10 Oct 2010

Next Wave

EOY. I hate that acronym.

It can strike fear in many students. Just mentioning it can cause some to have horrible flashbacks of their previous results. Results that are usually disastrous.

Teachers aren't fond of EOYs either. Their tasks start months before with the setting of the questions. During the exams, some of them act as security guards, scouting out for anyone trying to commit the foul act of cheating. After the exam ends, more teachers are gathered to mark hundreds of scripts. Sometimes conflicts happen due to the changing of benchmarks, which can frustrate both teachers and students.

Examine Student A and Student B. Before the exams, Student A has already started revision months ago, creating his own notes which are more effective than the textbooks. He has already tried out various assessment papers from previous years, and even requested for extra tuition, both from the school teachers and the tutors from outside. He is still revising a day before the exam just to be sure, although it is really unnecessary.

Student B has only just started revision two weeks ago. He knows that he isn't really excellent in any of his subjects, but he has procrastinated for so long. Only now has the urgency and severity of the situation hit him. He is desperately flipping through textbooks and past exercises, hoping that he would absorb all that information in such little time. He is begging other classmates for their notes to compensate for his own lack of notes, expecting that their notes would make it much easier for him to relearn everything.

It is the day of the first exam. Student A is feeling quite confident that he would be able to get at least 70%(or 80%) for this test. Still, no harm in looking through his neatly organised notes one hour before. He shows no nervousness at all, concentrating on remembering all the necessary concepts needed.

Student B is getting butterflies. He has forgotten most of what he tried to cram into his head yesterday, and is going through borrowed notes again. He is repeating formulae endlessly, trying to drill it into his memory. "x equals to minus b plus/minus squareroot of b squared minus 4ac divided by 2a..." It seems to be working, he feels. Perhaps he might be able to pass after all. He stares at student A, seeing the calm expression on his face, and that aggravates him even more. Why is student A so prepared? Crap, I need to prepare myself fast!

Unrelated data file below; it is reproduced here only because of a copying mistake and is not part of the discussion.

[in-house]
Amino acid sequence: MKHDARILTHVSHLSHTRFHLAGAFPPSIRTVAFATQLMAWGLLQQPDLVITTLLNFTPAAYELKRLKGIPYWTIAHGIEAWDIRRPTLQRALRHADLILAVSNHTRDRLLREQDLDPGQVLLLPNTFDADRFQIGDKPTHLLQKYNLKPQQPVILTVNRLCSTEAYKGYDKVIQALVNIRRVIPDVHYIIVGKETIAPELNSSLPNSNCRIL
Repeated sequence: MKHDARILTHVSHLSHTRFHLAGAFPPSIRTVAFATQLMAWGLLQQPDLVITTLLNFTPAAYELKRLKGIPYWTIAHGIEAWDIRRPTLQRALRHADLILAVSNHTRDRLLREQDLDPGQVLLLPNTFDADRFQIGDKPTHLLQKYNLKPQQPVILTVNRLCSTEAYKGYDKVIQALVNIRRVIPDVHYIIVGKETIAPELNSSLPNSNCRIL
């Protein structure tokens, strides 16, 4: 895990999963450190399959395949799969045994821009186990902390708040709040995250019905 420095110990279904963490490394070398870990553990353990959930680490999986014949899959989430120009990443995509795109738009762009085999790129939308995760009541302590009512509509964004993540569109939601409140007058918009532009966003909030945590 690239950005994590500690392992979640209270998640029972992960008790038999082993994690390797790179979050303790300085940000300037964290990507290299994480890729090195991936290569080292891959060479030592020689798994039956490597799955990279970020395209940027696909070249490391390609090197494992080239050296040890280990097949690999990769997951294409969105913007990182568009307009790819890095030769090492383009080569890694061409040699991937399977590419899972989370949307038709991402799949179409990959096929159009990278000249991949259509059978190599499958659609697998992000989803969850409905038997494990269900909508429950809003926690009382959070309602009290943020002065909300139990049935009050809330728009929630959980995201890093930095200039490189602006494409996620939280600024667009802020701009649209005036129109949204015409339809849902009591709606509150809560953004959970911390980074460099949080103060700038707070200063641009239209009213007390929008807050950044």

Finally, both students are in the examination hall. It has begun. Student A has clearly shifted to exam mode. He is reading each question carefully, analysing each option, answering each open-ended question in as much detail as possible. For the essay questions, he already has a clearly formed structure of his arguments in his head. There is no hesitation. He has conquered the tests. He has already gotten his straight A's.

Student B is fumbling through the questions. He is frequently stuck on questions which he should be able to answer in less than a minute, had he paid attention during lessons. He twirls his pen around, hoping that the answer may strike him like lightning at any moment. Time is moving faster than he thought, so he just skips questions that carry fewer marks. The higher-marks questions are even more unforgiving, unfortunately. He just makes up some answers for the open-ended questions. His essay is just a whole bunch of ideas strung together hastily, not with proper organisation at all. He already knows he would not get an A at all, but now he is struggling to save himself from failure.

After the whole wave of exams, Student A is smiling quietly to himself. Apart from a few tough questions, he can say he has survived the exams with ease. He can now enjoy himself for a while, earning a well-deserved break after grueling hours of intensive revision. He is proud of himself.

Student B emerges even more depressed than before. He should have taken his parents' and teachers' advice to start preparing much earlier. He feels really stupid because he could have prevented this catastrophe from happening had he revised at least a month ago. Instead of unwinding, he spends the next days of break trying to drown his sorrows through watching movies, playing games and other mind-numbing activities. However, he still feels very ashamed of himself.



Now, specifically to students, which one are you more like, student A or B? Or somewhere in the middle?

Me? I'm not telling. I just hope I don't end up with the same fate as the latter... :(